An essential problem hindering Pakistan’s progress is the lack of protection of ethnic minorities like Balochis which tears at the very fabric of the national identity. While many lament that Pakistan’s downfall is an anomaly of history, they do not realize that the United States was in a far worst position after the end of the Civil War, a war that fractured the nation into two warring factions. However, at the end of the bloody conflict, the United States passed constitutional amendments to ban slavery and prohibit discrimination against minorities. Similarly, Pakistan requires fundamental laws that end feudalism and prohibit ethnic discrimination through a judiciary and executive branch that is willing to execute such a plan.
The first parallel one can draw between America’s Civil War and Pakistan’s War on Terror is that both nations dealt with radical anti-state militants who challenged the writ of the Union or Federation. During the American Civil War, the Southern states wished to secede from the United States because they feared that slavery, which they believed was central to their way of life, would be abolished. Similarly, groups like the Tehrik-e-Taliban challenge the writ of a secular democratic state because it offends their way of life which is connected to a medieval concept of Islamic rule or socialism for Balochi nationalists.
However, beyond the similarities of a subversively violent enemy within, there exists a common conflict at the center of both anti-state movements: the legal rights of minorities. African-Americans were exploited as sub-humans through slavery and the Northern states fought to allow them rights as common men. While no such pattern exists in Pakistan, the government’s acceptance of oppressive feudalism imposed on ethnic minorities, like Sindhis, fosters an environment for the growth of anti-state groups. This feudalism is perhaps far less brutal than the slavery inflicted on African-Americans. Yet, modern international treaties and the U.N. Commission on Human Rights include feudalism in the definition of slavery.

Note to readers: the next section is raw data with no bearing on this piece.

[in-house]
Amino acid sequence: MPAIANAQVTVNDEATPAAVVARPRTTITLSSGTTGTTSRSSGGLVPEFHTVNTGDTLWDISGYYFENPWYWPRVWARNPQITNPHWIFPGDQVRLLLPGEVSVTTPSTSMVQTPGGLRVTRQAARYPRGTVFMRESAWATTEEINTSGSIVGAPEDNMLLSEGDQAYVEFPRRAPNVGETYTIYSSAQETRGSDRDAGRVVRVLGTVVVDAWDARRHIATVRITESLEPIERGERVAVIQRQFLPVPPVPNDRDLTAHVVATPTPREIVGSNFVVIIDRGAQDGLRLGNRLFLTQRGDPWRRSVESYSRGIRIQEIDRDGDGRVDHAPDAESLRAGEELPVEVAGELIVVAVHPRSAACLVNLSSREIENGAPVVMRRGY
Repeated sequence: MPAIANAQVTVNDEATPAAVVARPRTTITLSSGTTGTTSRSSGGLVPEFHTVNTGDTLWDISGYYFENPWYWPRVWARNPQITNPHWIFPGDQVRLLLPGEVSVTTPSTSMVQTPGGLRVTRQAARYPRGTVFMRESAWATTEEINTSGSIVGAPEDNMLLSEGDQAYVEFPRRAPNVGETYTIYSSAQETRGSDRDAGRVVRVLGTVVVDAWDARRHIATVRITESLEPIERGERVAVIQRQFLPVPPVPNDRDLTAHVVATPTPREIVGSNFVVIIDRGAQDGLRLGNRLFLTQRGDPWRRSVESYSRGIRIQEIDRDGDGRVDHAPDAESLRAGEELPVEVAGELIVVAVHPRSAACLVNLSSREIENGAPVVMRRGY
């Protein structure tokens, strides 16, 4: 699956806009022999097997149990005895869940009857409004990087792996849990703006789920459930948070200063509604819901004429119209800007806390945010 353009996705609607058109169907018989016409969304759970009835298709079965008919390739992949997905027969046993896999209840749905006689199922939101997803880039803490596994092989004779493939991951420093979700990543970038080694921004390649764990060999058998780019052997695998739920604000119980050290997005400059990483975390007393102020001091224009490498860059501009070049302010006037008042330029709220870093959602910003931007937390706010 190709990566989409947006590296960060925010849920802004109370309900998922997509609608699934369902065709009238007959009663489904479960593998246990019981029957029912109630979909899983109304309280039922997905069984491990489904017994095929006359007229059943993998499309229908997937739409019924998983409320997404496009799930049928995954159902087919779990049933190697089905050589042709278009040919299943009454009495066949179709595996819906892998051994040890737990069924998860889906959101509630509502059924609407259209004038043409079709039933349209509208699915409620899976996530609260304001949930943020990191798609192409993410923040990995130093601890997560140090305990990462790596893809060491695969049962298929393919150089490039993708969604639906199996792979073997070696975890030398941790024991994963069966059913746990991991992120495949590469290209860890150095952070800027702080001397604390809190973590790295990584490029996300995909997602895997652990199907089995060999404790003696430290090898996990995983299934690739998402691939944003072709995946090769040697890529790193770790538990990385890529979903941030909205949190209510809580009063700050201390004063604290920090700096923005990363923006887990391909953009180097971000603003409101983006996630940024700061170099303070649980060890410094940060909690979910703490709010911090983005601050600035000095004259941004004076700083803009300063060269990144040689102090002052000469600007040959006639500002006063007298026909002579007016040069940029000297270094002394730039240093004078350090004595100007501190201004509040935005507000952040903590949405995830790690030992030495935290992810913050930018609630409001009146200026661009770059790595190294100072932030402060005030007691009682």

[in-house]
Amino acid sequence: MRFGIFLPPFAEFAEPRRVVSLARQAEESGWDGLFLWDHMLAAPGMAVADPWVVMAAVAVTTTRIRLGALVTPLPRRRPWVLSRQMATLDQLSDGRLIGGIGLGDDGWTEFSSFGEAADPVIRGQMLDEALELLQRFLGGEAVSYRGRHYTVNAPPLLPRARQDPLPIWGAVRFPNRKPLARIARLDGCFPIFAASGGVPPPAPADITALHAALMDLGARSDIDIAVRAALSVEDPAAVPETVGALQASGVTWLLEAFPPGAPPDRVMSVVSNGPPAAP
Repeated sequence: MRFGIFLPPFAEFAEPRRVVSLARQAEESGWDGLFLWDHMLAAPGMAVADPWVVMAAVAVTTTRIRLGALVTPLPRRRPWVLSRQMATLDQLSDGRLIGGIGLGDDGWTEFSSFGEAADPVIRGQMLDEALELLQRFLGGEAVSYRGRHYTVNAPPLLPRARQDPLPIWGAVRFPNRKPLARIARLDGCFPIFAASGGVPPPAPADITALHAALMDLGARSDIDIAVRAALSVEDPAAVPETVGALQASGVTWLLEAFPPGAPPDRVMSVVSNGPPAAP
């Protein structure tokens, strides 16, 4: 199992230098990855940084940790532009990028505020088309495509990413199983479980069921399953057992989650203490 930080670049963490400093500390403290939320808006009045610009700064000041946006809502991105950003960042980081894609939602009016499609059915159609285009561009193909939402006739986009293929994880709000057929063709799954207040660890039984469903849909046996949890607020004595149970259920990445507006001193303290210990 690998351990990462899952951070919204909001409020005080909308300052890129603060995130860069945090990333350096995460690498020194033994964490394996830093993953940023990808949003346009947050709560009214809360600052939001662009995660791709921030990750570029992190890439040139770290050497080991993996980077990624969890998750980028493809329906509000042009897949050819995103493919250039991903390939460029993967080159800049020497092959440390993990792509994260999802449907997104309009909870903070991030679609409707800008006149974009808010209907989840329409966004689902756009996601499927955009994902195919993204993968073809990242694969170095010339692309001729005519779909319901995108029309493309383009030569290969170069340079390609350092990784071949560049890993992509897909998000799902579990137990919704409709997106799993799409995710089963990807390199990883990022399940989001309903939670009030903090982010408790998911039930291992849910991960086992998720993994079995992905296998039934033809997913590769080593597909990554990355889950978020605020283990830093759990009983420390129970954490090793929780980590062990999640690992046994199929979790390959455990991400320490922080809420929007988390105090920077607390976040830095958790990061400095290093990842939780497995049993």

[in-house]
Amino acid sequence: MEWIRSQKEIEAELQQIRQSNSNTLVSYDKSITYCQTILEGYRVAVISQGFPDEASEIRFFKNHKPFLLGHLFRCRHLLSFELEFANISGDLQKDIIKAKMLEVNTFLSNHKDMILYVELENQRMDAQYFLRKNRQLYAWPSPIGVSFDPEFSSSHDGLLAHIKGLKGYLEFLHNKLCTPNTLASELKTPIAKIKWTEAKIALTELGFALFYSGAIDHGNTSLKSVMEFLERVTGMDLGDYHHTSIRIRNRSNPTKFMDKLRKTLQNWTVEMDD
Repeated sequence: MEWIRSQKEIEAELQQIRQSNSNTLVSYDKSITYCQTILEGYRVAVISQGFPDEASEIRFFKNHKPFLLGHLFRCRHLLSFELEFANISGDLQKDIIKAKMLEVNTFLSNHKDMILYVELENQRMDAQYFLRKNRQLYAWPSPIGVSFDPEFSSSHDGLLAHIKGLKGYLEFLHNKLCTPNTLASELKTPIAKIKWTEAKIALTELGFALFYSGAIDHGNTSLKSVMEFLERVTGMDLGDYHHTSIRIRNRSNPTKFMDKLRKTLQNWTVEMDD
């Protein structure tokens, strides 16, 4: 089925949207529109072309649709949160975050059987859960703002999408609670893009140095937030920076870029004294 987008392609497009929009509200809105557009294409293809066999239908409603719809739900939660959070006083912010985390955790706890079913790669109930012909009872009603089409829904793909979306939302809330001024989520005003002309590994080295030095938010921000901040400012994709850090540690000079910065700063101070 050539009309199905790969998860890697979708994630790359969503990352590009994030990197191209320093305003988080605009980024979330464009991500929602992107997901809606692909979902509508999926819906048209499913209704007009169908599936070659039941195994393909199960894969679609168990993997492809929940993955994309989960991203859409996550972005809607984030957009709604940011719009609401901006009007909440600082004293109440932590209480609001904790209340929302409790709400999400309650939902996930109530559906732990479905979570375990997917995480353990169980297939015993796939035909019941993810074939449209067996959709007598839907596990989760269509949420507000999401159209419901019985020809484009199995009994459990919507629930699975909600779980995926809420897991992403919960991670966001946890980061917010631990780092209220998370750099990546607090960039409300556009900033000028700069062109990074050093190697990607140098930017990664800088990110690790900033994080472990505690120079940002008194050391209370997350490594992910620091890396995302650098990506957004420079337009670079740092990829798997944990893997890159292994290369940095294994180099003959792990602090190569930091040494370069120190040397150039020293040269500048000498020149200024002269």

The United States realized the difficulties presented in abolishing slavery, because it was a practice so normal and central to the life of Southern States, much like the landholders in areas like Sindh and Balochistan who believe they can exploit indefinitely. However, by passing the 13th Amendment during the Reconstruction period following the War, the United States slowly realized the significance of protecting minorities as a means to long-term national stability.
The same must occur in Pakistan wherein an amendment should be passed to outlaw feudalism in all forms. However, the preservation of minority rights can only come when there is a functioning executive and vigilant judiciary, which took generations to develop in the United States. Further, it will require Parliament to create ordinances for land reform on a large-scale level- a phenomena which is long overdue in the budding democratic nation.
However, the end of slavery was not enough for the leaders of the Reconstruction era in American history who envisioned that the newly freed slaves would be discriminated against, and thus passed the 14th Amendment to eliminate discrimination based on race. This amendment was subsequently utilized by minorities who requested the court to correct injustices incurred on them by either the federal or state government. The issues decided by the court concerned civil rights and the court actively prohibited discrimination in schools, housing, employment, etc. Had these amendments not taken place, racists would have been able to continue the second-class treatment of minorities and perhaps these minorities would have taken arms against the state.
This is exactly what is playing out across the tribal region through Balochistan where minorities whose rights have been violated or ignored by the state are joining with anti-state forces. The continual exploitation and non-inclusion of the ethnic minorities by the central government have been the central turning point for many Pakthuns and Balochis to join militant movements that challenge the state.
Without a legal recourse to be able to assert their rights, these infringed minorities will continue to join militant groups that limit Pakistan’s security and more importantly, its ability to create a national consensus to move the nation forward. The passage of a minority-protection amendment will allow for those who have been ignored by the government to petition the courts to pursue equal rights to housing, education, employment, and property. The amendment should be broad enough to include a prohibition on nepotistic dominance by Punjabis in both civilian government and the Army. This amendment would protect minorities to reconstruct the nation with the inclusion of those groups who currently challenge the very existence of the state through violence.
As the world continues to watch Pakistan seemingly crumble upon itself, one should not focus on the symptoms of the disease, the rise of the anti-state groups, but rather the root cause, ethnic discrimination. Anti-state militants have gained their greatest foothold in areas populated by ethnic minorities who have treated as second-class citizens by the leadership in Islamabad. Much like the United States during its Reconstruction period after the Civil War, Pakistan faces a crossroad. Steps can be taken to end feudalism and ethnic discrimination. Otherwise, the nation can fall further into a tailspin with increasing dissidence and violence toward the state.